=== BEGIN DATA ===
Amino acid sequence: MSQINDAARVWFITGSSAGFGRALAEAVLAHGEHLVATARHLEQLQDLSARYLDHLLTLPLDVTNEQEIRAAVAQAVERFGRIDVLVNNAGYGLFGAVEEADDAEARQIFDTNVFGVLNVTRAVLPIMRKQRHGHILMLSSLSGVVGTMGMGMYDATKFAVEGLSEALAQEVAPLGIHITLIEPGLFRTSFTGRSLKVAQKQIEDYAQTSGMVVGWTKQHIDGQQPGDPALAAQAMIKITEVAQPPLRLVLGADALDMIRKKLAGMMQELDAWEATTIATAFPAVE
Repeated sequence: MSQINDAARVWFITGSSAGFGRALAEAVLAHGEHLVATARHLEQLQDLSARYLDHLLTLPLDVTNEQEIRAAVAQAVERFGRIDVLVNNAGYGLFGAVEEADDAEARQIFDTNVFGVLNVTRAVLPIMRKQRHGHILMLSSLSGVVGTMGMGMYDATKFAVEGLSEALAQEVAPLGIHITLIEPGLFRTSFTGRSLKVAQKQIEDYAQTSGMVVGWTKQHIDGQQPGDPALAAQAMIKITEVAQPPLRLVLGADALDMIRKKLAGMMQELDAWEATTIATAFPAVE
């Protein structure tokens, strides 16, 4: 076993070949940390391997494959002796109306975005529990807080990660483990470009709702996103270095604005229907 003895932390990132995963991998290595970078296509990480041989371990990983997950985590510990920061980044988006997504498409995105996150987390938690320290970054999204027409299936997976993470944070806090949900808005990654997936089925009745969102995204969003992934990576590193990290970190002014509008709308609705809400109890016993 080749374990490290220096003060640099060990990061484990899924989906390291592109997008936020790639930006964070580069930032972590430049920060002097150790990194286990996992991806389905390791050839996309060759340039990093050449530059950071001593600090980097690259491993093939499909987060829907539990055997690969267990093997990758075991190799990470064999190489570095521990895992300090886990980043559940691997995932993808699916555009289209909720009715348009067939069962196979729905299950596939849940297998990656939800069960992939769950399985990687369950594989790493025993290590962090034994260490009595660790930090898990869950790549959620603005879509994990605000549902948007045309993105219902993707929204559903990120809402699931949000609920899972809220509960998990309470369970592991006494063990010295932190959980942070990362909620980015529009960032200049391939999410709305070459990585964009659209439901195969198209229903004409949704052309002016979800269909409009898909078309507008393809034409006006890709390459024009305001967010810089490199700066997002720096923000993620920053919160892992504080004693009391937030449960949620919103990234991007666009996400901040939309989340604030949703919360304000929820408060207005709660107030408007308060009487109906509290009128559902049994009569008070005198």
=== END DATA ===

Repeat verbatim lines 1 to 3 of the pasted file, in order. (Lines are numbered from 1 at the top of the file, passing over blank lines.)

Amino acid sequence: MSQINDAARVWFITGSSAGFGRALAEAVLAHGEHLVATARHLEQLQDLSARYLDHLLTLPLDVTNEQEIRAAVAQAVERFGRIDVLVNNAGYGLFGAVEEADDAEARQIFDTNVFGVLNVTRAVLPIMRKQRHGHILMLSSLSGVVGTMGMGMYDATKFAVEGLSEALAQEVAPLGIHITLIEPGLFRTSFTGRSLKVAQKQIEDYAQTSGMVVGWTKQHIDGQQPGDPALAAQAMIKITEVAQPPLRLVLGADALDMIRKKLAGMMQELDAWEATTIATAFPAVE
Repeated sequence: MSQINDAARVWFITGSSAGFGRALAEAVLAHGEHLVATARHLEQLQDLSARYLDHLLTLPLDVTNEQEIRAAVAQAVERFGRIDVLVNNAGYGLFGAVEEADDAEARQIFDTNVFGVLNVTRAVLPIMRKQRHGHILMLSSLSGVVGTMGMGMYDATKFAVEGLSEALAQEVAPLGIHITLIEPGLFRTSFTGRSLKVAQKQIEDYAQTSGMVVGWTKQHIDGQQPGDPALAAQAMIKITEVAQPPLRLVLGADALDMIRKKLAGMMQELDAWEATTIATAFPAVE
């Protein structure tokens, strides 16, 4: 076993070949940390391997494959002796109306975005529990807080990660483990470009709702996103270095604005229907 003895932390990132995963991998290595970078296509990480041989371990990983997950985590510990920061980044988006997504498409995105996150987390938690320290970054999204027409299936997976993470944070806090949900808005990654997936089925009745969102995204969003992934990576590193990290970190002014509008709308609705809400109890016993 080749374990490290220096003060640099060990990061484990899924989906390291592109997008936020790639930006964070580069930032972590430049920060002097150790990194286990996992991806389905390791050839996309060759340039990093050449530059950071001593600090980097690259491993093939499909987060829907539990055997690969267990093997990758075991190799990470064999190489570095521990895992300090886990980043559940691997995932993808699916555009289209909720009715348009067939069962196979729905299950596939849940297998990656939800069960992939769950399985990687369950594989790493025993290590962090034994260490009595660790930090898990869950790549959620603005879509994990605000549902948007045309993105219902993707929204559903990120809402699931949000609920899972809220509960998990309470369970592991006494063990010295932190959980942070990362909620980015529009960032200049391939999410709305070459990585964009659209439901195969198209229903004409949704052309002016979800269909409009898909078309507008393809034409006006890709390459024009305001967010810089490199700066997002720096923000993620920053919160892992504080004693009391937030449960949620919103990234991007666009996400901040939309989340604030949703919360304000929820408060207005709660107030408007308060009487109906509290009128559902049994009569008070005198």